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UC Davis Medicine - Logo
The institution's principal publication for alumni, friends and physicians.
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  D E P A R T M E N T S  
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DEPARTMENTS
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FROM THE VICE CHANCELLOR

Eliminating disparities in women's health

"" Photo — Claire Pomeroy, M.D., M.B.A.

Vice Chancellor, Human Health Sciences

Dean, School of Medicine
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Claire Pomeroy, M.D., M.B.A.
Vice Chancellor, Human Health Sciences
Dean, School of Medicine
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Women have long been underrepresented in the field of medicine. Moreover, women's unique health issues, as well as gender-specific responses to many diseases, have too often been inadequately addressed in medical education and medical research.

At UC Davis Health System, we take a comprehensive approach to addressing gender medicine, and in particular, women's health.

UC Davis Medical Center clinicians are dedicated to improving the health of women by targeting specific health needs through initiatives such as the Women's Cardiovascular Heart Disease Program and the Women's Midlife Assessment Program.

At our School of Medicine, we reach out to young women to encourage them to enter the profession. Today, more than half of our medical students are women, compared to the early 1960s when only 6 percent of U.S. medical school graduates were women. We also have focused on increasing the representation of women faculty at all levels, from assistant professors through department chairs. In the past few years, we have increased the number of women faculty hired by more than a third. They are the role models and mentors of the future for women in medicine and science.

Our new Betty Irene Moore School of Nursing will offer a unique, immersive curriculum next fall that combines nursing education with training in business administration, information technology, public health and evidence-based research. Nursing has traditionally been a profession for women, but the full impact that nurses should have on health issues has yet to be fully realized. Graduates of our innovative approach to nursing will have the skills and confidence required to become health-care leaders in an ever-changing and increasingly complex environment.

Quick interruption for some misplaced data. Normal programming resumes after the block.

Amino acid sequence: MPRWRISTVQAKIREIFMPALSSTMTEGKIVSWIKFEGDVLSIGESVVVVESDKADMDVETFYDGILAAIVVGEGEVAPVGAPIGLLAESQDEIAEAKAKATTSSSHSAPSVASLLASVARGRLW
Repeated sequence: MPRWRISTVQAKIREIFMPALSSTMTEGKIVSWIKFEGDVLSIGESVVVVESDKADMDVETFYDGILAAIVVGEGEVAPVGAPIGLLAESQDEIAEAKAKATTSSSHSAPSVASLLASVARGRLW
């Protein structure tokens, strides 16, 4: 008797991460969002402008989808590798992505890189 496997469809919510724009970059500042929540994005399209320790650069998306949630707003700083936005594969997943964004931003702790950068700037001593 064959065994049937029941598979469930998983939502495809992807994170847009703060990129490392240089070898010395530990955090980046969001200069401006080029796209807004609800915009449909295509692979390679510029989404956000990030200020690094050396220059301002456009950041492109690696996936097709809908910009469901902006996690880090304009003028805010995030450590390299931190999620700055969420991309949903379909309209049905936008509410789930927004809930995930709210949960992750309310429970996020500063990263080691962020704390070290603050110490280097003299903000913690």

At UC Davis, we are committed to increasing the number of women who pursue medical research. Therefore, I am pleased that we were recently awarded a National Institutes of Health grant to explore the careers of women in biomedical and behavioral sciences and in engineering with the goal of determining the effectiveness of programs supporting these women researchers.

In addition, we are committed to increasing awareness of the importance of research on women's health. Our NIH-funded Building Interdisciplinary Research Careers in Women's Health (BIRCWH) program, for which I am honored to serve as principal investigator, supports the career development of the next generation of investigators in women's health.

We are proud that our institution is making significant advances in addressing the health of women. The stories in this issue, featuring a few of our women researchers and the research we are conducting into women's health, are representative of our efforts.

Still, much work is needed to further advance women's health. The health-care profession can find better treatments for diseases and disorders in women, but until society addresses the true determinants of health, women's health will improve only marginally. Studies show that women's health is particularly impacted by the poverty, limited education and lack of empowerment far too many women experience in our communities and around the globe. We are committed to addressing these broader drivers of health for women.

I am proud of our efforts to reduce the health disparities for women, and I am confident that as health-care providers and as advocates for social justice, we will help advance the health of all women.

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  "Our patient-care team at the Children's Hospital brings the most advanced treatments to the youngest patients. For example, our pediatric heart surgeon performs delicate procedures on the tiniest of hearts so that babies can thrive. Our neonatologists are using an innovative cooling treatment to help at-risk newborns recover from brain trauma" — Claire Pomeroy  
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